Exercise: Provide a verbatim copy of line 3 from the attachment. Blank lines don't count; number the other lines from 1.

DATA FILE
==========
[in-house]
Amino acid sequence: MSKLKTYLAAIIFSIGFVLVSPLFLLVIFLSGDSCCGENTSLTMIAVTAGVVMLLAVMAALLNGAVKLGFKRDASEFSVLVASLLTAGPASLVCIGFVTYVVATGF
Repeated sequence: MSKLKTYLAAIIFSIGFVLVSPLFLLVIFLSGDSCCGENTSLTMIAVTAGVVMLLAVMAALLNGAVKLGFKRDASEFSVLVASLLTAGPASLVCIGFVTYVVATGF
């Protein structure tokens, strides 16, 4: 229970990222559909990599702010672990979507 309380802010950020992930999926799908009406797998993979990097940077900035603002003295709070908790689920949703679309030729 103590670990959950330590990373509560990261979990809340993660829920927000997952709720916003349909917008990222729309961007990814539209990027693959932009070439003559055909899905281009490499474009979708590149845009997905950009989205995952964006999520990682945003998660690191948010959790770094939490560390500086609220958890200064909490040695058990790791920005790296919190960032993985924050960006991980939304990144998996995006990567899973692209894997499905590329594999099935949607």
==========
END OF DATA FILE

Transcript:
Repeated sequence: MSKLKTYLAAIIFSIGFVLVSPLFLLVIFLSGDSCCGENTSLTMIAVTAGVVMLLAVMAALLNGAVKLGFKRDASEFSVLVASLLTAGPASLVCIGFVTYVVATGF